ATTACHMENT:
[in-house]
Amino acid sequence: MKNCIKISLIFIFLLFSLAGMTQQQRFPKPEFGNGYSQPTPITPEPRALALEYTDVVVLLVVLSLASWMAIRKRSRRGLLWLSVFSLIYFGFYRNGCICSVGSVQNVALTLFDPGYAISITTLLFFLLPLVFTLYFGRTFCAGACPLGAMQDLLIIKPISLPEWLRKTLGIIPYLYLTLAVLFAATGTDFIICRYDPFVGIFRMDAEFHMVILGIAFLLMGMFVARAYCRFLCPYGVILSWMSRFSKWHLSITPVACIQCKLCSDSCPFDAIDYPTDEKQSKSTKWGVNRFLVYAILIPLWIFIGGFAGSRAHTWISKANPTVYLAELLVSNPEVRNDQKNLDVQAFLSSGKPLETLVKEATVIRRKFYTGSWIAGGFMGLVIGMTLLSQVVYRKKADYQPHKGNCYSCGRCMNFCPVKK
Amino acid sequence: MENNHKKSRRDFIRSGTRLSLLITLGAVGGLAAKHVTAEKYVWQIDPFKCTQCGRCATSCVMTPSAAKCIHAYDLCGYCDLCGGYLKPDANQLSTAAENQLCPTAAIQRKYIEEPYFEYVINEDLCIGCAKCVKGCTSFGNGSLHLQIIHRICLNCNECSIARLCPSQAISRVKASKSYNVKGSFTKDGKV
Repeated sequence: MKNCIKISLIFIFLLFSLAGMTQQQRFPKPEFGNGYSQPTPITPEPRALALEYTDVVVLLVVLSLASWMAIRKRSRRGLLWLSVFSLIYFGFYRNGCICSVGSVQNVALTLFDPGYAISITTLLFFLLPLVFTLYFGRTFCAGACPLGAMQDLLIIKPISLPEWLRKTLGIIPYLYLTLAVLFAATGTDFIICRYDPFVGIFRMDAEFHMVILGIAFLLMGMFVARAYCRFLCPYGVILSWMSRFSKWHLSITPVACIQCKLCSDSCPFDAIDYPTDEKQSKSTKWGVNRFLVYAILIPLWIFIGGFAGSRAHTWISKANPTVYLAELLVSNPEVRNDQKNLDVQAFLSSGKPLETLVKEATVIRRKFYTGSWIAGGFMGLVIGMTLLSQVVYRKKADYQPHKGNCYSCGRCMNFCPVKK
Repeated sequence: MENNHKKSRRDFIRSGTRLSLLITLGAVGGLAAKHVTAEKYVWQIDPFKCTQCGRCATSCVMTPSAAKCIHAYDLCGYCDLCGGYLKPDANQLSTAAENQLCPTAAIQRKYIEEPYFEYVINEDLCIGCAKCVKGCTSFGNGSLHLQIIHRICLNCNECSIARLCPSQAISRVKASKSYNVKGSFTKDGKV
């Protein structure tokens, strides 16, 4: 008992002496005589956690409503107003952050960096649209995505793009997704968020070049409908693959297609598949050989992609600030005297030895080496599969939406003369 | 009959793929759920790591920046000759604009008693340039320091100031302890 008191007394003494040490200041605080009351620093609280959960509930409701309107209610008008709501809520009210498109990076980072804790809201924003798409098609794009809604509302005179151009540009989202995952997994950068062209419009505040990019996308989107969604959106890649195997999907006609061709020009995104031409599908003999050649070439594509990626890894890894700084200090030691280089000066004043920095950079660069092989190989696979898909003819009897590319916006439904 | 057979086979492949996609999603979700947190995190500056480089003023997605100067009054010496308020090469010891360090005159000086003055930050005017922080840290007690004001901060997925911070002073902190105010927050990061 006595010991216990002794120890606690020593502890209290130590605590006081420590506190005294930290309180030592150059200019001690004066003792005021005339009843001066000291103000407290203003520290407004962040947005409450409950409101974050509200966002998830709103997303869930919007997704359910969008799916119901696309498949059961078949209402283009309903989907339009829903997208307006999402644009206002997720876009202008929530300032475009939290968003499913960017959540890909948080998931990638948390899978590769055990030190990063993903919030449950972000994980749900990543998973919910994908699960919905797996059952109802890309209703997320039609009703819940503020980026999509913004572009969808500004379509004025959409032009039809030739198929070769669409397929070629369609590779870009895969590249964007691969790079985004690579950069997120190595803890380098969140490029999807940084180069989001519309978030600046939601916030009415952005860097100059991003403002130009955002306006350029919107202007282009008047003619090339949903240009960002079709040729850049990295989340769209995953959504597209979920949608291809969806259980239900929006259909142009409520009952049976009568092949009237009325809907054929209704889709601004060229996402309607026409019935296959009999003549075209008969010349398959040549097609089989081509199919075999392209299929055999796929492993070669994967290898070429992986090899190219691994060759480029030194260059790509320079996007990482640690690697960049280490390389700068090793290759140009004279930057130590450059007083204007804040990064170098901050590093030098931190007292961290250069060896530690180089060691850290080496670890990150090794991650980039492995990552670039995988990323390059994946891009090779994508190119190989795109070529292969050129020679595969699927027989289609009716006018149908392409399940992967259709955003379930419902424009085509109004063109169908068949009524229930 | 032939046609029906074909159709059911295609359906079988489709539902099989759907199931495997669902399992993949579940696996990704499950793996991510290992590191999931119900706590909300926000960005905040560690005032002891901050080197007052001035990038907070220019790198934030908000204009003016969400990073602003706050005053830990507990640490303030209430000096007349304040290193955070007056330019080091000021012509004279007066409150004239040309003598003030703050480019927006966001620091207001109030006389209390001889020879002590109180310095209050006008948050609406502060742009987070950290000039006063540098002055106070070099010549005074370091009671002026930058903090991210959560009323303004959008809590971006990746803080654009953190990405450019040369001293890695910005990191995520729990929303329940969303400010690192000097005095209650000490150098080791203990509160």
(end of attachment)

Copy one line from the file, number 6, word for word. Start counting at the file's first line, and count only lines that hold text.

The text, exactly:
């Protein structure tokens, strides 16, 4: 008992002496005589956690409503107003952050960096649209995505793009997704968020070049409908693959297609598949050989992609600030005297030895080496599969939406003369 | 009959793929759920790591920046000759604009008693340039320091100031302890 008191007394003494040490200041605080009351620093609280959960509930409701309107209610008008709501809520009210498109990076980072804790809201924003798409098609794009809604509302005179151009540009989202995952997994950068062209419009505040990019996308989107969604959106890649195997999907006609061709020009995104031409599908003999050649070439594509990626890894890894700084200090030691280089000066004043920095950079660069092989190989696979898909003819009897590319916006439904 | 057979086979492949996609999603979700947190995190500056480089003023997605100067009054010496308020090469010891360090005159000086003055930050005017922080840290007690004001901060997925911070002073902190105010927050990061 006595010991216990002794120890606690020593502890209290130590605590006081420590506190005294930290309180030592150059200019001690004066003792005021005339009843001066000291103000407290203003520290407004962040947005409450409950409101974050509200966002998830709103997303869930919007997704359910969008799916119901696309498949059961078949209402283009309903989907339009829903997208307006999402644009206002997720876009202008929530300032475009939290968003499913960017959540890909948080998931990638948390899978590769055990030190990063993903919030449950972000994980749900990543998973919910994908699960919905797996059952109802890309209703997320039609009703819940503020980026999509913004572009969808500004379509004025959409032009039809030739198929070769669409397929070629369609590779870009895969590249964007691969790079985004690579950069997120190595803890380098969140490029999807940084180069989001519309978030600046939601916030009415952005860097100059991003403002130009955002306006350029919107202007282009008047003619090339949903240009960002079709040729850049990295989340769209995953959504597209979920949608291809969806259980239900929006259909142009409520009952049976009568092949009237009325809907054929209704889709601004060229996402309607026409019935296959009999003549075209008969010349398959040549097609089989081509199919075999392209299929055999796929492993070669994967290898070429992986090899190219691994060759480029030194260059790509320079996007990482640690690697960049280490390389700068090793290759140009004279930057130590450059007083204007804040990064170098901050590093030098931190007292961290250069060896530690180089060691850290080496670890990150090794991650980039492995990552670039995988990323390059994946891009090779994508190119190989795109070529292969050129020679595969699927027989289609009716006018149908392409399940992967259709955003379930419902424009085509109004063109169908068949009524229930 | 032939046609029906074909159709059911295609359906079988489709539902099989759907199931495997669902399992993949579940696996990704499950793996991510290992590191999931119900706590909300926000960005905040560690005032002891901050080197007052001035990038907070220019790198934030908000204009003016969400990073602003706050005053830990507990640490303030209430000096007349304040290193955070007056330019080091000021012509004279007066409150004239040309003598003030703050480019927006966001620091207001109030006389209390001889020879002590109180310095209050006008948050609406502060742009987070950290000039006063540098002055106070070099010549005074370091009671002026930058903090991210959560009323303004959008809590971006990746803080654009953190990405450019040369001293890695910005990191995520729990929303329940969303400010690192000097005095209650000490150098080791203990509160």